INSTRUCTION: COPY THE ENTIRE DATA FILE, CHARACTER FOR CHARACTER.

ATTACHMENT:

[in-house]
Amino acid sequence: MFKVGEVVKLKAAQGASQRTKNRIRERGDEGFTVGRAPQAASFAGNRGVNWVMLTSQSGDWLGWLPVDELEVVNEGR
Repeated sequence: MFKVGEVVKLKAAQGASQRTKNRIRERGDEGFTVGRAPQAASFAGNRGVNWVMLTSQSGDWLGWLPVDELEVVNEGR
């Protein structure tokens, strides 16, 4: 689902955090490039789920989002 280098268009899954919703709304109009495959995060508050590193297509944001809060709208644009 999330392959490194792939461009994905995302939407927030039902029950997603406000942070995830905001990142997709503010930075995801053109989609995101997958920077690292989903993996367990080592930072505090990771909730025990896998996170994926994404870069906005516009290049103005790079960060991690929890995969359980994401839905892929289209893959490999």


[in-house]
Amino acid sequence: MFKVGEVVKLKAAQGASQRTKNRIRERGDEGFTVGRAPQAASFAGNRGVNWVMLTSQSGDWLGWLPVDELEVVNEGR
Repeated sequence: MFKVGEVVKLKAAQGASQRTKNRIRERGDEGFTVGRAPQAASFAGNRGVNWVMLTSQSGDWLGWLPVDELEVVNEGR
């Protein structure tokens, strides 16, 4: 689902955090490039789920989002 280098268009899954919703709304109009495959995060508050590193297509944001809060709208644009 999330392959490194792939461009994905995302939407927030039902029950997603406000942070995830905001990142997709503010930075995801053109989609995101997958920077690292989903993996367990080592930072505090990771909730025990896998996170994926994404870069906005516009290049103005790079960060991690929890995969359980994401839905892929289209893959490999």